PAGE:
I thought Obama’s speech at the memorial for the Tucson shooting victims was a good speech, better in writing than in delivery, which is unusual for him.

The pep rally atmosphere was strange, but I learned long ago that people grieve in their own ways.  And one cannot blame Obama for unsolicited cheers and shouts from the audience.

Some key passages seemed to be a rebuke to the fingerpointing and accusations that right-wing political speech — and Sarah Palin — caused the shooting.

A key passage in the speech was as follows (emphasis mine):

“The loss of these wonderful people should make every one of us strive to be better in our private lives – to be better friends and neighbors, co-workers and parents. And if, as has been discussed in recent days, their deaths help usher in more civility in our public discourse, let’s remember that it is not because a simple lack of civility caused this tragedy, but rather because only a more civil and honest public discourse can help us face up to our challenges as a nation, in a way that would make them proud.”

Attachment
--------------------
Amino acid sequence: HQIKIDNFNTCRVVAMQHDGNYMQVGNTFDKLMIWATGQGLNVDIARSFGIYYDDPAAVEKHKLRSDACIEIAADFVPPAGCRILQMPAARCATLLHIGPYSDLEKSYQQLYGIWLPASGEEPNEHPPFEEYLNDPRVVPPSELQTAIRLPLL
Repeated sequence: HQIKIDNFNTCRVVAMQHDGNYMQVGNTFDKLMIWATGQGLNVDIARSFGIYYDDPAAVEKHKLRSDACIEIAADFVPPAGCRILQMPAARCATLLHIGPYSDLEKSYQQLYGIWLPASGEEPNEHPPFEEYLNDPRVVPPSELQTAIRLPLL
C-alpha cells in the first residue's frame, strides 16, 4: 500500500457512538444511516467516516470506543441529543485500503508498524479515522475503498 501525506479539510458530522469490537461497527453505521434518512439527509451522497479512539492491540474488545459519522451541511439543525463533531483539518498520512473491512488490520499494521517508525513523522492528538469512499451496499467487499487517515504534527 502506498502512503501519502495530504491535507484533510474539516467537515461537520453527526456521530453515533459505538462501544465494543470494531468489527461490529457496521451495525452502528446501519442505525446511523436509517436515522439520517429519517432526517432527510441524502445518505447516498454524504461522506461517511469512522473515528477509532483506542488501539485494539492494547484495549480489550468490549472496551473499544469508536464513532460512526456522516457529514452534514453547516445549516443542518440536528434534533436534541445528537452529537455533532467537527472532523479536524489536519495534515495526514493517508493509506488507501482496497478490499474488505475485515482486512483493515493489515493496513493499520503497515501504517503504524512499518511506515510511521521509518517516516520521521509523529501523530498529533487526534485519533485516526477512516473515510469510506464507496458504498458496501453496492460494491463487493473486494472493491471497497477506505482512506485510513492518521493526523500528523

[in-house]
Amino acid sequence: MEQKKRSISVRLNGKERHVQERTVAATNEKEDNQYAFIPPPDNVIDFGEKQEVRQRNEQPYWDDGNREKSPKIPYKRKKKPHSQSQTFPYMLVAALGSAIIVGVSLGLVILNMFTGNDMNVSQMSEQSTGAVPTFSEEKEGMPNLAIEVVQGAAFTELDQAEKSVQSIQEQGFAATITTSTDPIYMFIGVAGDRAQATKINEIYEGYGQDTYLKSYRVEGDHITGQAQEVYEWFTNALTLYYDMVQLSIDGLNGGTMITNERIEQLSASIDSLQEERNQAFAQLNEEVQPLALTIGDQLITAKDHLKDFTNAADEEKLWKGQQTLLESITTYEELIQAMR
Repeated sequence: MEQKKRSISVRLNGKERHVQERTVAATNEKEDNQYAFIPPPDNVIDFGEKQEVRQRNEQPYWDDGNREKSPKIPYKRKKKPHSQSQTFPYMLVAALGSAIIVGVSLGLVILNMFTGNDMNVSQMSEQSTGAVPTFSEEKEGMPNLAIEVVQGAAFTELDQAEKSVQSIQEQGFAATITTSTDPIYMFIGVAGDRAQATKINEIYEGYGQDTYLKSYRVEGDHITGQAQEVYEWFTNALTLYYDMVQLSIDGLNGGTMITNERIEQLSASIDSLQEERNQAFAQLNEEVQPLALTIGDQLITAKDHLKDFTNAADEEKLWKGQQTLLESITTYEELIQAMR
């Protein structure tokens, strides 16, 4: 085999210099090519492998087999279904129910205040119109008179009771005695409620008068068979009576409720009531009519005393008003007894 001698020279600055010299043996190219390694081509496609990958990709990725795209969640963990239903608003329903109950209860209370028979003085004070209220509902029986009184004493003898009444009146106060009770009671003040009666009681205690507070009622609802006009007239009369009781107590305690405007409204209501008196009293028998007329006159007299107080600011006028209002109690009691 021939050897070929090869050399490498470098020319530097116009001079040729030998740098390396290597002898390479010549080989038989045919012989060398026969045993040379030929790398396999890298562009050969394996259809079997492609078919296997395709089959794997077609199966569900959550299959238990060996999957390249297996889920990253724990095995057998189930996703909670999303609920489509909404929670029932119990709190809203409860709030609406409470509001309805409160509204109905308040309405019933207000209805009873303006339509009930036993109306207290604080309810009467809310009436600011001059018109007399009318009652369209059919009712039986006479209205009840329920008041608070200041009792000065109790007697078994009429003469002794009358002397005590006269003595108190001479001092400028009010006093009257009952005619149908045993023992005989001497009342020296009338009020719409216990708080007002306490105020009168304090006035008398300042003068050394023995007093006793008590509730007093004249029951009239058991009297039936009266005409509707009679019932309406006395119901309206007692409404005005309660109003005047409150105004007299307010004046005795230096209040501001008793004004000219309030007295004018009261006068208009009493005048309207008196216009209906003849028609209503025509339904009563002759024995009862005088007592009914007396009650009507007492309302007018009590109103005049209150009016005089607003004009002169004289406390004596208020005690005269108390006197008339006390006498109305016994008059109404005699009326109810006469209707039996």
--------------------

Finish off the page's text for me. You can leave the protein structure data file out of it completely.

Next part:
In other (my) words:

“Matthew Yglesias, Markos Moulitsas and Paul Krugman should be ashamed of themselves.”

Obama kept the focus on the dead and injured, as I wish everyone had in the hours and days after the shooting.  Good for him on this.

Update:  I probably should have included Sheriff Dupnik in the quote.  That’s what happens when you rush a post.

A lot of people on Twitter are saying it was cynical for Obama to wait several days to make this point about the fingerpointing, since by now a lot of the damage has been done.  That’s a fair point; my review is of the speech, not the overall political situation.

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